Hello to all of our followers. This is just a short reminder that the Kickstarter of our Balancing robot, the Balanduino, is nearly finished.
We have already reached our goal of $10.000, but of course it would be great to get even more backers and pledges.
In the meanwhile we have recorded a new video of the robot with a GoPro mounted on the top.
For more information check out the prevouis blog post: http://blog.tkjelectronics.dk/2013/03/balanduino-balancing-robot-kit/ and the Kickstarter page.
I’m happy to announce that documentation is now available for all the libraries I have written for the USB Host Shield library.
The documentation is available at the following link: http://felis.github.com/USB_Host_Shield_2.0.
The documentation is generated using Doxygen which is a free documentation-generator based upon the header files in the source code.
For instance the following comment will end up looking like this in the documentation:
I hope this will be useful for people who is new to the USB host library or even people who just want a quick overview.
If you spot any typos or got any comments please let me know in the comments below.
This is a short announcement regarding the USB Host Shield from Circuits@Home, which we are now carrying in in our store.
By buying the official shield you will support the continous development of the library and get support from us!
The shield can be found and bought here: USB Host Shield 2.0 for Arduino.
The shield can be used with almost any kind of Arduino including the most popular Arduino Uno, Arduino Mega, Arduino Leonardo etc. If you are in doubt if your Arduino is supported please don’t hesitate to write a comment below.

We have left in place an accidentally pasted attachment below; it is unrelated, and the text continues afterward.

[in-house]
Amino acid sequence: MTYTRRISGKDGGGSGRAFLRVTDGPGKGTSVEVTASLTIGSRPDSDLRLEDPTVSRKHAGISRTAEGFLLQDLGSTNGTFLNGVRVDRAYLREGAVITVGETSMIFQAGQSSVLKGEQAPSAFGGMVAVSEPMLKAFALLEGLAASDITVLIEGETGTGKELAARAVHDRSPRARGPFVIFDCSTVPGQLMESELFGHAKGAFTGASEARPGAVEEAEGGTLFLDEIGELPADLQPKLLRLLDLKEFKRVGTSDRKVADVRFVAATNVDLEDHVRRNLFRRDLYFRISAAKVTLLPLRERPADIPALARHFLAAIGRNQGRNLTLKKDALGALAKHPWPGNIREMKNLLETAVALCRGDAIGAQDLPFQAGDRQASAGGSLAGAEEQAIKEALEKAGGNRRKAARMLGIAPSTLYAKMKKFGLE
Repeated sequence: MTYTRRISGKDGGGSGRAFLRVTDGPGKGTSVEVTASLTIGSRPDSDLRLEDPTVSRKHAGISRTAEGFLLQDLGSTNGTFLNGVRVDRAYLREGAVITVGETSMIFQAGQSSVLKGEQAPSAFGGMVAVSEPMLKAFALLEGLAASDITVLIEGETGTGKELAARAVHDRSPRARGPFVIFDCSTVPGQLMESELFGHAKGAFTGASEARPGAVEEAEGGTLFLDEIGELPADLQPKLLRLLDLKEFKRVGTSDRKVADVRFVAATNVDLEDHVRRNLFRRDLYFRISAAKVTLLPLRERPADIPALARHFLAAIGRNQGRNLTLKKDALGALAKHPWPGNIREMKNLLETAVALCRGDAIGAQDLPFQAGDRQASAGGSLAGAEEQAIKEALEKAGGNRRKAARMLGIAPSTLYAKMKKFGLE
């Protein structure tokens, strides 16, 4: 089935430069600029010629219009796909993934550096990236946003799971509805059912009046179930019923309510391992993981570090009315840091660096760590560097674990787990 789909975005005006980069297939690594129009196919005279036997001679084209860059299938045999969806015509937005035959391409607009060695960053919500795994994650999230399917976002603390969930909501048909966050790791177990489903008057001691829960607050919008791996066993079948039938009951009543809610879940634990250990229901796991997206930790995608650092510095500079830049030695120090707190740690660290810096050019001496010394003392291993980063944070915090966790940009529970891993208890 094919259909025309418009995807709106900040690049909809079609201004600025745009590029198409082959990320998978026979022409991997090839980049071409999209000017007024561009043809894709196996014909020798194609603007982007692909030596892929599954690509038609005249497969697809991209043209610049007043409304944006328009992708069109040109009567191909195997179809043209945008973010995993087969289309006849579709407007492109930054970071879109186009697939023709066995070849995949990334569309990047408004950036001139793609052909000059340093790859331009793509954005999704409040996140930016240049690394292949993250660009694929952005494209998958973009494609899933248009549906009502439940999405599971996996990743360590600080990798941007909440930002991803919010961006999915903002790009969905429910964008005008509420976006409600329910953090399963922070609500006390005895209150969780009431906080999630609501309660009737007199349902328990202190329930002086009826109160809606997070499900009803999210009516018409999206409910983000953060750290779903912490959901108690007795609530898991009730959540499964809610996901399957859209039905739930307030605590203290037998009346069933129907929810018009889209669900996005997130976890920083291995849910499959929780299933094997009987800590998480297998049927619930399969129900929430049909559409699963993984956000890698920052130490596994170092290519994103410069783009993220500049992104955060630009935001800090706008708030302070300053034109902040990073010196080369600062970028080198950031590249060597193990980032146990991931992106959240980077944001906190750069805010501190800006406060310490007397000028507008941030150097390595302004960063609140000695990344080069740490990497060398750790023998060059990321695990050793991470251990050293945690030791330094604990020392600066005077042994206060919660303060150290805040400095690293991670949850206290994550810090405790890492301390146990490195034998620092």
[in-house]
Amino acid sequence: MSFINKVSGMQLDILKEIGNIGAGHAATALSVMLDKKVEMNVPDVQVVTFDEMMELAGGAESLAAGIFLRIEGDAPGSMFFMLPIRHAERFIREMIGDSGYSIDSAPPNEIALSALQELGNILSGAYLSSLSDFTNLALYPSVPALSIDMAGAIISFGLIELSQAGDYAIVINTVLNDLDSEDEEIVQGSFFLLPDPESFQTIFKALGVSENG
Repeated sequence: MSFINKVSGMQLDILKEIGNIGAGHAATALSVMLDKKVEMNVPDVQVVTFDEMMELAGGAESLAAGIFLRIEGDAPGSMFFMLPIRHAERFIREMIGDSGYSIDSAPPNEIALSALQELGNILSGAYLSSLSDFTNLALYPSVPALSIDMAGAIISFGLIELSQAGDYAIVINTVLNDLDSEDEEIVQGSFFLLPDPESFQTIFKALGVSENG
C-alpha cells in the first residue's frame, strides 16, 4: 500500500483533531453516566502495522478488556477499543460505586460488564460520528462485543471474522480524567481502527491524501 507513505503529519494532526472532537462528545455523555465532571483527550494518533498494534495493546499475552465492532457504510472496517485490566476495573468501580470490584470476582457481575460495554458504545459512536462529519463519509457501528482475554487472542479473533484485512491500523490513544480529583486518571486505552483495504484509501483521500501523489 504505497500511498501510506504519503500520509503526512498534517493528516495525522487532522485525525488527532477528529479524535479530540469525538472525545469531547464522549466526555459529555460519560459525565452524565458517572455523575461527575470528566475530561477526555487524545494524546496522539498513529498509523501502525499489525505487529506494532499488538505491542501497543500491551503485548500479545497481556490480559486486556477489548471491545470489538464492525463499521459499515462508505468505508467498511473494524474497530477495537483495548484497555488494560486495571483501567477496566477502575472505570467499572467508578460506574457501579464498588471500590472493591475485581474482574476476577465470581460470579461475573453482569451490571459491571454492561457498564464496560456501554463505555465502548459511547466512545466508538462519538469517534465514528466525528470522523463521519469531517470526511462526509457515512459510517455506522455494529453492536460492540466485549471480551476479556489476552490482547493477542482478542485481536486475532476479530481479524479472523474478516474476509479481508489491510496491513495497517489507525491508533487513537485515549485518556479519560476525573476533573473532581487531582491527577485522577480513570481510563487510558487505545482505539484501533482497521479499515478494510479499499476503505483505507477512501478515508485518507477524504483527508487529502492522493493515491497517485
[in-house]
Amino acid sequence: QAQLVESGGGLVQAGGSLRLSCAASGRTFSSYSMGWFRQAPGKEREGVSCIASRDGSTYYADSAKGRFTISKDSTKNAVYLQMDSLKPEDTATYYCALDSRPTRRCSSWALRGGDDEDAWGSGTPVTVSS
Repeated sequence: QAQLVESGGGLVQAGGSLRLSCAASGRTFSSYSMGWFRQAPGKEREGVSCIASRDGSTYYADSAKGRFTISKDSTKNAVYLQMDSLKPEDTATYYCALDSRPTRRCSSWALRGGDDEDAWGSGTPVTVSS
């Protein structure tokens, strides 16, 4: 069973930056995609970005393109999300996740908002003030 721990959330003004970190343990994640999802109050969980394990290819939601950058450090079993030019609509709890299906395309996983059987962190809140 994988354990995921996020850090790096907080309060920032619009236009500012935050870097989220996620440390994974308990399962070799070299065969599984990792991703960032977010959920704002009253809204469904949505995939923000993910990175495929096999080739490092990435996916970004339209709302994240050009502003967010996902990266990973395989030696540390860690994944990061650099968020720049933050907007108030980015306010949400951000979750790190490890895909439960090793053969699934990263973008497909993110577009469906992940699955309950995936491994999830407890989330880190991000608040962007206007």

The USB Host Shield will allow you to use any of the Bluetooth and USB libraries I wrote.
You asked for it and here it is.
I finally got the time to implement support for Wireless Xbox 360 controllers to the USB Host Library. This is done via a Xbox 360 Wireless receiver that is normally intended for Windows computers.
The source code can be found at github: https://github.com/felis/USB_Host_Shield_2.0/blob/master/XBOXRECV.cpp
There is an example as well: https://github.com/felis/USB_Host_Shield_2.0/blob/master/examples/Xbox/XBOXRECV/XBOXRECV.ino.
The receiver supports up to four controllers internally, so it was fairly easy to implement it.
Actually I havn’t tested the library with more than one controller, but if somebody out there could confirm if it’s working or not, with more than one controller, I would really appreciate it!
Thanks to Tim, multiple controllers is now confirmed to work!
I have for a long time been interrested in Kalman filers and how they work, I also used a Kalman filter for my Balancing robot, but I never explained how it actually was implemented. Actually I had never taken the time to sit down with a pen and a piece of paper and try to do the math by myself, so I actually did not know how it was implemented.
It turned out to be a good thing, as I actually discovered a mistake in the original code, but I will get back to that later.
I actually wrote about the Kalman filter as my master assignment in high school back in December 2011. But I only used the Kalman filter to calculate the true voltage of a DC signal modulated by known Gaussian white noise. My assignment can be found in the following zip file: http://www.tkjelectronics.dk/uploads/Kalman_SRP.zip. It is in danish, but you can properly use google translate to translate some of it. If you got any specific questions regarding the assignment, then ask in the comments below.